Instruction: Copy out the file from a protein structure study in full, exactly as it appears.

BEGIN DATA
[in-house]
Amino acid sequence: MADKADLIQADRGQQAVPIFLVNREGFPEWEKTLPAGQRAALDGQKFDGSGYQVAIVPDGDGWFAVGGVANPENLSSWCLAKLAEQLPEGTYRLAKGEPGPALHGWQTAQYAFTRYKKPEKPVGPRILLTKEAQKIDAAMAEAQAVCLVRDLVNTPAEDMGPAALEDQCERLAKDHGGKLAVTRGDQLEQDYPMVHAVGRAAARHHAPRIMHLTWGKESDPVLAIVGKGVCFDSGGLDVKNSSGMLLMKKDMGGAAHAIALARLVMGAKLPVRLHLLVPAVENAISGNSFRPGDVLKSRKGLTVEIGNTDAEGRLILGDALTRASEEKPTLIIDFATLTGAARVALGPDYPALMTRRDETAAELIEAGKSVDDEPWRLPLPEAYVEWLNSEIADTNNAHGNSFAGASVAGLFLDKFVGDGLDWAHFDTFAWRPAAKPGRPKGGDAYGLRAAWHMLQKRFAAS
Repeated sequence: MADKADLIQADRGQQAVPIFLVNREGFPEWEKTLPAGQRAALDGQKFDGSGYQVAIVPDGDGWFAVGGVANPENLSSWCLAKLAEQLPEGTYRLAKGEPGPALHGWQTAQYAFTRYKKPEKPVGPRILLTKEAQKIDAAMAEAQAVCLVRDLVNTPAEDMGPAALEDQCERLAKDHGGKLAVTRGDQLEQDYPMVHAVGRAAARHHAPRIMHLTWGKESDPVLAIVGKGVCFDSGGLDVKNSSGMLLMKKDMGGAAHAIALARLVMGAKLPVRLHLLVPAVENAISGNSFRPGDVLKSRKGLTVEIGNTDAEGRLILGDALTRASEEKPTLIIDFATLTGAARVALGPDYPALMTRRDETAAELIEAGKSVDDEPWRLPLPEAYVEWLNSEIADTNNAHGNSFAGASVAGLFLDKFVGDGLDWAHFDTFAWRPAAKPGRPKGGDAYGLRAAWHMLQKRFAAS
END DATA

[in-house]
Amino acid sequence: MADKADLIQADRGQQAVPIFLVNREGFPEWEKTLPAGQRAALDGQKFDGSGYQVAIVPDGDGWFAVGGVANPENLSSWCLAKLAEQLPEGTYRLAKGEPGPALHGWQTAQYAFTRYKKPEKPVGPRILLTKEAQKIDAAMAEAQAVCLVRDLVNTPAEDMGPAALEDQCERLAKDHGGKLAVTRGDQLEQDYPMVHAVGRAAARHHAPRIMHLTWGKESDPVLAIVGKGVCFDSGGLDVKNSSGMLLMKKDMGGAAHAIALARLVMGAKLPVRLHLLVPAVENAISGNSFRPGDVLKSRKGLTVEIGNTDAEGRLILGDALTRASEEKPTLIIDFATLTGAARVALGPDYPALMTRRDETAAELIEAGKSVDDEPWRLPLPEAYVEWLNSEIADTNNAHGNSFAGASVAGLFLDKFVGDGLDWAHFDTFAWRPAAKPGRPKGGDAYGLRAAWHMLQKRFAAS
Repeated sequence: MADKADLIQADRGQQAVPIFLVNREGFPEWEKTLPAGQRAALDGQKFDGSGYQVAIVPDGDGWFAVGGVANPENLSSWCLAKLAEQLPEGTYRLAKGEPGPALHGWQTAQYAFTRYKKPEKPVGPRILLTKEAQKIDAAMAEAQAVCLVRDLVNTPAEDMGPAALEDQCERLAKDHGGKLAVTRGDQLEQDYPMVHAVGRAAARHHAPRIMHLTWGKESDPVLAIVGKGVCFDSGGLDVKNSSGMLLMKKDMGGAAHAIALARLVMGAKLPVRLHLLVPAVENAISGNSFRPGDVLKSRKGLTVEIGNTDAEGRLILGDALTRASEEKPTLIIDFATLTGAARVALGPDYPALMTRRDETAAELIEAGKSVDDEPWRLPLPEAYVEWLNSEIADTNNAHGNSFAGASVAGLFLDKFVGDGLDWAHFDTFAWRPAAKPGRPKGGDAYGLRAAWHMLQKRFAAS